Even if death declared out of hospital, should be admitted for after care.

NAI audit – 5.2% rate of suspected child abuse. 75% under 1 yr. Often major trauma, often severe brain injury.

Major Incident

Workload should be spread out. Over 12 should go to adults (unless lots of adults too). Walking wounded to non trauma centres. Try not to separate children from injured parents – who worst affected?


Still routine practice in many parts of the world, including the USA. Last figures I can find suggest 56% of US boys circumcised, with higher rates among non-Hispanic white boys, which is down from previous decades.

The Royal Dutch Medical Association declared in 2010 that male circumcision as routine practice or for religious reasons is medically unjustified and therefore an abuse of the rights of the child.

In 2013 the Children’s ombudsmen of the Nordic countries proposed a ban. In Sweden it is illegal in the first 2 months of life, following a death from complications in 2001 (an attempt at an outright ban was watered down).

In the UK there have been legal cases where parents have disagreed on their son having the procedure.

Trials in Africa suggested that circumcision might help prevent spread of HIV (38-66% reduced risk). South African president Jacob Zuma made a point of getting circumcised, to encourage others.

Risks are low in neonates cf adults.

Muslim and Jewish cultures see it as part of cultural identity, of course.

Onion and garlic allergy

Alliums, as are leeks, shallots and chives. Part of same bigger family as asparagus but probably not co-sensitivity.

The main issue with onion is the chemicals released from cut surfaces, which can trigger eye/nose reactions and potentially asthma. But there’s actually some evidence that onion has an anti-allergy action.

With garlic, there is a well recognised contact dermatitis relating to chopping it.

Otherwise, allergy is very rare. Potentially part of celery-spice-mugwort syndrome.

As with that syndrome, the problem for the allergic person is that not only is it not one of the 14 UK recognised allergens for food labelling and restaurants, but it can be included under “spices” if less than 2% of the overall product, without further detail.

Gaming technology in healthcare

Humans, and children in particular, learn through play. Play is how we develop new models to understand the world around us.

Expert game designers are well-versed in sociology, psychology, and the cognitive sciences that underlie motivation and behavior. They know how to achieve the perfect balance between challenge and mastery – too hard is off putting, too easy is uninvolving – and they build reward-driven experiences that capture attention.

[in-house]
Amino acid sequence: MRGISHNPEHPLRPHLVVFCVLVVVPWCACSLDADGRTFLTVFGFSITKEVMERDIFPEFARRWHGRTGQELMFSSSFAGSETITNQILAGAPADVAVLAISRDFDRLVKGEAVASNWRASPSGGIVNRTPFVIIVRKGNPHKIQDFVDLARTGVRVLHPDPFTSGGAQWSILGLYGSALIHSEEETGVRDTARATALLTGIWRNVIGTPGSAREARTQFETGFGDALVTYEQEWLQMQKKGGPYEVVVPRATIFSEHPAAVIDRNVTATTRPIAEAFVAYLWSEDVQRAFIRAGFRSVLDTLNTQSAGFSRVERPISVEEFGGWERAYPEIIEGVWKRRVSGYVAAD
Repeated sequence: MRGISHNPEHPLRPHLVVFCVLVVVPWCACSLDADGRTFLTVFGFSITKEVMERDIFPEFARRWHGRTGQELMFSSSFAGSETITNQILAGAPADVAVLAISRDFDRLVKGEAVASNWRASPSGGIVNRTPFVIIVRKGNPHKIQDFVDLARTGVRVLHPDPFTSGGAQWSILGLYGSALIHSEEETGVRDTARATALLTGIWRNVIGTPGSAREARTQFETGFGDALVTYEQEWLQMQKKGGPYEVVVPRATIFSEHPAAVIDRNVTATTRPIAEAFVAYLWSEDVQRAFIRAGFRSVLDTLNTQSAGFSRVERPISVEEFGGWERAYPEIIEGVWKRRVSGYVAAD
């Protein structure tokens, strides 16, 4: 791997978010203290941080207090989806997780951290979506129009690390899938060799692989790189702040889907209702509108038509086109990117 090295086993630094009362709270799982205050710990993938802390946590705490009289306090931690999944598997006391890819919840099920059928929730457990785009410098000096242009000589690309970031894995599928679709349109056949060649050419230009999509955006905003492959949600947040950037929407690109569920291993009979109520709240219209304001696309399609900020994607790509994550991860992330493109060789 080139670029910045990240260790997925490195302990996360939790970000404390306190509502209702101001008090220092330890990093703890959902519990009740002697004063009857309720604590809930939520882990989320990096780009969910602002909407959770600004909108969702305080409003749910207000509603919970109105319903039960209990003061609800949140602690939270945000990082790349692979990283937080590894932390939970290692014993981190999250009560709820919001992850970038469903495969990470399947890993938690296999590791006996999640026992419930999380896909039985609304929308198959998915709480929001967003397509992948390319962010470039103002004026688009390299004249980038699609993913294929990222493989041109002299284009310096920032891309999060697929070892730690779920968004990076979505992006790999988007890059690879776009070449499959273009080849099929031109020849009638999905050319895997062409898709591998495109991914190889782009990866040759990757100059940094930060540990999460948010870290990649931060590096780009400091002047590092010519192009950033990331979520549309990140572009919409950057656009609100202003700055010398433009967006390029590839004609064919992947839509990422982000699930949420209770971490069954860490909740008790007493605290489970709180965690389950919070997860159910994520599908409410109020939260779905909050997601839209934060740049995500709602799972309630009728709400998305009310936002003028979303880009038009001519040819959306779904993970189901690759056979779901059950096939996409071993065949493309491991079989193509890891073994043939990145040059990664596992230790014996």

Games are ultimately how we work out rules, and hence strategy.

All these things are essential components of learning, and indeed life.

A good game requires intense concentration, and this is where maximally efficient learning occurs, which contributes to better knowledge retention and skill development. And with a game this is almost an unintended consequence.

[Eric Gantwerker]

Food allergy

Different from intolerance and sensitivity, which are not immune mediated problems. Sometimes hard to tell the difference.

2 types of food allergy, you can have both at the same time – type 1 (IgE mediated), and non-type 1 (non-IgE mediated – possibly type 4 hypersensitivity).

Most commonly (in Scotland – but varies across UK, especially with different ethnic groups), and varies widely across the world):

  • Milk
  • Egg
  • Peanut
  • Tree nuts
  • Legumes/Pulses
  • Sesame
  • Wheat
  • Crustaceans/molluscs
  • Various fruits

Patient/parent feedback pretty consistent across the world however (although most studies done in Europe and English speaking countries), and across time:

  • Parents lived in fear after the first reaction, often perceiving it as traumatic, and often feeling guilt too
  • They tried to live an ordinary family life and had to learn how to be one-step ahead and understand early signs.
  • The family’s social life was also influenced.
  • Parents asked for support and information from health professionals
  • More knowledge and skills increased parents’ confidence (and by implication quality of life – Knibb 2015)

Mothers tend to report greater impact on the child’s quality of life and experience more anxiety and stress than fathers. Mothers tend to shelter the child, whereas fathers more often express a desire to expand their child’s life, and these differences are often greater where parents are separated.

The concern for the child’s safety affected eating outside the home, with birthday parties and visits to peers’ homes particularly threatening. School and nursery are a major source of concern and often led to more parental work, preparing safe lunches.

Parents often felt they had to teach themselves about allergies, due to the lack of early information provided by health care, and then ended up having to teach family, friends and educational institutions too.

Adolescence is a particularly stressful time, as parents recognize the need for the child to become more independent, at the same time that the adolescent can see the parents as excessively controlling (at least with respect to peanut allergy). Supportive friends particularly important for adolescents.

[Larsen Moen, J Ped Nursing 2019]